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Knit Abacus Pouch / Pencil Case

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Knit Abacus Pouch

Here’s a nifty project for the travelling knitter: a counting aid, a cunning computational device & a receptacle all in one! Put your knitting notions in the pouch, grab your knitting & head to the beach. Or knit one in time for going back to school.

I’ve always been interested in how knitters count, whether with M&Ms, chocolate bar pieces (my favourite, though a bit problematic if you have to rip), stitch markers, row counters, pen & paper, or a fancy iPhone app. A while ago Francesca of Fluffbuff shared a great low-tech trick for labelling swatches & I mentioned how much I love lo-fi solutions. The great thing about them is that there’s no right way to use them; you can get as creative with their use as you do with your knitting. For example, you could use your abacus to…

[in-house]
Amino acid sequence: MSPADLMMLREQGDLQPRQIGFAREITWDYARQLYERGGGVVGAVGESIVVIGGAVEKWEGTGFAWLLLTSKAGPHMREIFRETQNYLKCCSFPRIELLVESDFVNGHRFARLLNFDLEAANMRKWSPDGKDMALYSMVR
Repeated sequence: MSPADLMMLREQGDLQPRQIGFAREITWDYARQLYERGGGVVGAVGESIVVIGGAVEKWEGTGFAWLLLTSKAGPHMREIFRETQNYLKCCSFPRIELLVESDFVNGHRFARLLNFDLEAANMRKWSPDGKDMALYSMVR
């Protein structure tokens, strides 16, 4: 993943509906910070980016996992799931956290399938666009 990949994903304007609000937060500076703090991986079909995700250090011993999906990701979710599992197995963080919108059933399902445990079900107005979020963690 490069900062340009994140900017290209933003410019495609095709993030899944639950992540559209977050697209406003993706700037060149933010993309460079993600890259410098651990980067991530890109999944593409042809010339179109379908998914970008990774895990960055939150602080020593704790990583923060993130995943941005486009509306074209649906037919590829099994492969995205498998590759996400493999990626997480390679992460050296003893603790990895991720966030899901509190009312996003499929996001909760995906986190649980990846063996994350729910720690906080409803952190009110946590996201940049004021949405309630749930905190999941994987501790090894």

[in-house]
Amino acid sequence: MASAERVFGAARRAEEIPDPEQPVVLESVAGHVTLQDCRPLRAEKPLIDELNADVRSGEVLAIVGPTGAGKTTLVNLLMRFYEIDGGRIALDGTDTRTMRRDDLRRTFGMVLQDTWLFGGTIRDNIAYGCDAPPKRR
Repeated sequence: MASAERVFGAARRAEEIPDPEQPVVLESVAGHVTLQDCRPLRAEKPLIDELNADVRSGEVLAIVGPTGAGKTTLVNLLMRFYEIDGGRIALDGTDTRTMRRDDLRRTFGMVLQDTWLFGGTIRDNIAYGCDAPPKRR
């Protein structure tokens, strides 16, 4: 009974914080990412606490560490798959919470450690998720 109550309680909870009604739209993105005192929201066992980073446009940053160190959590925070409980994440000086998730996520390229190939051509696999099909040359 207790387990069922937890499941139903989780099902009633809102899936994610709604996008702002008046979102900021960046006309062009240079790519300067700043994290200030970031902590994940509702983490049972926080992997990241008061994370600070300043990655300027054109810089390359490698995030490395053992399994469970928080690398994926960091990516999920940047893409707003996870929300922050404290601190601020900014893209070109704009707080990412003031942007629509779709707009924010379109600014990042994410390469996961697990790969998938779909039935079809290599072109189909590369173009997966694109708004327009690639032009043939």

• count the rows you knit, in increments of 1, 5, 25, and 125 for each row of beads (up to 760, if I’m not mistaken).
  • keep track of simultaneous increases & decreases.
  • do soroban-style calculations; here’s a lady with a slightly crazy voice explaining how.
  • “pre-code” your knitting pattern so that you don’t have to bring it along.

My Mum even suggested that you could use it visually, to remember surface shapes and patterns.

Abacus Pencilcase

Knit Abacus

Knit Beads

Zipper Pull

This is an easy-peasy project which any beginner could make. The whole thing is just stocking stich, after all. The trickiest part was the sewing, but all that took was a bit of patience. Don’t be scared by the zipper. This was the first time I’ve sewed in a zipper, and seriously, there’s nothing to it; if you’ve ever set in a sleeve, I can assure you that this is much easier!